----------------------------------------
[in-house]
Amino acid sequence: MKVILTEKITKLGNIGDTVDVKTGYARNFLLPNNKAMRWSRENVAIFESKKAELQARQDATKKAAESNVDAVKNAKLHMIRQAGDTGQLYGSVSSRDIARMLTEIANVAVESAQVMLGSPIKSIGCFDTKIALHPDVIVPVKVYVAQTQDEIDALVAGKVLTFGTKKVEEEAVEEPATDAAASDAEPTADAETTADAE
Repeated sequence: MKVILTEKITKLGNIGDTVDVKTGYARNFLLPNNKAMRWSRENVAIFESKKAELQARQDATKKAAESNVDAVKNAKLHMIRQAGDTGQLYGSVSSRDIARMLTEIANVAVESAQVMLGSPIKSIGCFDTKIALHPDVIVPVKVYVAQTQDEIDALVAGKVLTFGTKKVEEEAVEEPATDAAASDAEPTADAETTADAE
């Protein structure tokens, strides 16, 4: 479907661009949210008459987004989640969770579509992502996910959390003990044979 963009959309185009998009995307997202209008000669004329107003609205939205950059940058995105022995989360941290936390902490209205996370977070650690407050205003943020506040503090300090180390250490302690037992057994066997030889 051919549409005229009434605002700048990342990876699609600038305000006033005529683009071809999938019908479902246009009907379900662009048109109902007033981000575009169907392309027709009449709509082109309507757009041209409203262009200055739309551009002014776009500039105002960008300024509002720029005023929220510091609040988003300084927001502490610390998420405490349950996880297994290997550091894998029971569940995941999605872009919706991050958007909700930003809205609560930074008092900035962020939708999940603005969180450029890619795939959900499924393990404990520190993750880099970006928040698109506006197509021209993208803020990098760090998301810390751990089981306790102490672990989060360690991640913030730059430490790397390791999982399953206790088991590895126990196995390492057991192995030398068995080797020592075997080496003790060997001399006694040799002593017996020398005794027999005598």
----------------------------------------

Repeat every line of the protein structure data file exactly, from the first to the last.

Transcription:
[in-house]
Amino acid sequence: MKVILTEKITKLGNIGDTVDVKTGYARNFLLPNNKAMRWSRENVAIFESKKAELQARQDATKKAAESNVDAVKNAKLHMIRQAGDTGQLYGSVSSRDIARMLTEIANVAVESAQVMLGSPIKSIGCFDTKIALHPDVIVPVKVYVAQTQDEIDALVAGKVLTFGTKKVEEEAVEEPATDAAASDAEPTADAETTADAE
Repeated sequence: MKVILTEKITKLGNIGDTVDVKTGYARNFLLPNNKAMRWSRENVAIFESKKAELQARQDATKKAAESNVDAVKNAKLHMIRQAGDTGQLYGSVSSRDIARMLTEIANVAVESAQVMLGSPIKSIGCFDTKIALHPDVIVPVKVYVAQTQDEIDALVAGKVLTFGTKKVEEEAVEEPATDAAASDAEPTADAETTADAE
């Protein structure tokens, strides 16, 4: 479907661009949210008459987004989640969770579509992502996910959390003990044979 963009959309185009998009995307997202209008000669004329107003609205939205950059940058995105022995989360941290936390902490209205996370977070650690407050205003943020506040503090300090180390250490302690037992057994066997030889 051919549409005229009434605002700048990342990876699609600038305000006033005529683009071809999938019908479902246009009907379900662009048109109902007033981000575009169907392309027709009449709509082109309507757009041209409203262009200055739309551009002014776009500039105002960008300024509002720029005023929220510091609040988003300084927001502490610390998420405490349950996880297994290997550091894998029971569940995941999605872009919706991050958007909700930003809205609560930074008092900035962020939708999940603005969180450029890619795939959900499924393990404990520190993750880099970006928040698109506006197509021209993208803020990098760090998301810390751990089981306790102490672990989060360690991640913030730059430490790397390791999982399953206790088991590895126990196995390492057991192995030398068995080797020592075997080496003790060997001399006694040799002593017996020398005794027999005598």